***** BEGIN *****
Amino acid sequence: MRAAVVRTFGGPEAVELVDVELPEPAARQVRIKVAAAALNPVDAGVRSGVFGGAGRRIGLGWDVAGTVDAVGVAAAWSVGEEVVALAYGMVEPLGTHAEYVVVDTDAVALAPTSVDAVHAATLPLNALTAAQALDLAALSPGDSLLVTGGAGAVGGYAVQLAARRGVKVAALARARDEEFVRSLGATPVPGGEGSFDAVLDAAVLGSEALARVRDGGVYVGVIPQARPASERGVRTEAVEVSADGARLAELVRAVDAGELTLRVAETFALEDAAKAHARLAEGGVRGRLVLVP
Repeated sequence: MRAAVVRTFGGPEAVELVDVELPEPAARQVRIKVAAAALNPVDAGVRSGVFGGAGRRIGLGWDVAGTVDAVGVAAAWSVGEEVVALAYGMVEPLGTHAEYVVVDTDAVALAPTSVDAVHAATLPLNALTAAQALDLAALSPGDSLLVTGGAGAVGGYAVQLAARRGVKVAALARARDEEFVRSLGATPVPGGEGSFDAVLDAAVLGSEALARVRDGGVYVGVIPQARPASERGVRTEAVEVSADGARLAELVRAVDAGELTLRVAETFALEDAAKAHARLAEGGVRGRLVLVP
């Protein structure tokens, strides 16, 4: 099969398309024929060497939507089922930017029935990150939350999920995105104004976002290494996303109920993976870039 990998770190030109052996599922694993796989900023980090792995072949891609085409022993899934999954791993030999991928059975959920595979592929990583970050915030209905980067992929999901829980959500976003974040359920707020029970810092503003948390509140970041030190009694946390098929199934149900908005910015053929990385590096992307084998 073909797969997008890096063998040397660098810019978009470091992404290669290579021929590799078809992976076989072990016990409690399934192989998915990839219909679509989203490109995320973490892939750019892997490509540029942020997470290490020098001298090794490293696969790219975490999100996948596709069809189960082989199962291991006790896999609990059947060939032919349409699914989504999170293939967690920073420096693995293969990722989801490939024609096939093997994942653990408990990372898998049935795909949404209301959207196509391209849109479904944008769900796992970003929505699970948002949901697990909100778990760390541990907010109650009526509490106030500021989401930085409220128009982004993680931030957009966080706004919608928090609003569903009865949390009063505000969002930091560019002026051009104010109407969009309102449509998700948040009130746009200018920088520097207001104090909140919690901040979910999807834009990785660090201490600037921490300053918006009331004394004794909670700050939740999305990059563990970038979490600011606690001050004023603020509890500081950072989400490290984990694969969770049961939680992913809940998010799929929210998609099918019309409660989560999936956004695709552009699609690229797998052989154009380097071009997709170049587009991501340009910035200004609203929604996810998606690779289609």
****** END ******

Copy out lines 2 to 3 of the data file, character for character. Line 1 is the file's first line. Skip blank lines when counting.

Repeated sequence: MRAAVVRTFGGPEAVELVDVELPEPAARQVRIKVAAAALNPVDAGVRSGVFGGAGRRIGLGWDVAGTVDAVGVAAAWSVGEEVVALAYGMVEPLGTHAEYVVVDTDAVALAPTSVDAVHAATLPLNALTAAQALDLAALSPGDSLLVTGGAGAVGGYAVQLAARRGVKVAALARARDEEFVRSLGATPVPGGEGSFDAVLDAAVLGSEALARVRDGGVYVGVIPQARPASERGVRTEAVEVSADGARLAELVRAVDAGELTLRVAETFALEDAAKAHARLAEGGVRGRLVLVP
């Protein structure tokens, strides 16, 4: 099969398309024929060497939507089922930017029935990150939350999920995105104004976002290494996303109920993976870039 990998770190030109052996599922694993796989900023980090792995072949891609085409022993899934999954791993030999991928059975959920595979592929990583970050915030209905980067992929999901829980959500976003974040359920707020029970810092503003948390509140970041030190009694946390098929199934149900908005910015053929990385590096992307084998 073909797969997008890096063998040397660098810019978009470091992404290669290579021929590799078809992976076989072990016990409690399934192989998915990839219909679509989203490109995320973490892939750019892997490509540029942020997470290490020098001298090794490293696969790219975490999100996948596709069809189960082989199962291991006790896999609990059947060939032919349409699914989504999170293939967690920073420096693995293969990722989801490939024609096939093997994942653990408990990372898998049935795909949404209301959207196509391209849109479904944008769900796992970003929505699970948002949901697990909100778990760390541990907010109650009526509490106030500021989401930085409220128009982004993680931030957009966080706004919608928090609003569903009865949390009063505000969002930091560019002026051009104010109407969009309102449509998700948040009130746009200018920088520097207001104090909140919690901040979910999807834009990785660090201490600037921490300053918006009331004394004794909670700050939740999305990059563990970038979490600011606690001050004023603020509890500081950072989400490290984990694969969770049961939680992913809940998010799929929210998609099918019309409660989560999936956004695709552009699609690229797998052989154009380097071009997709170049587009991501340009910035200004609203929604996810998606690779289609």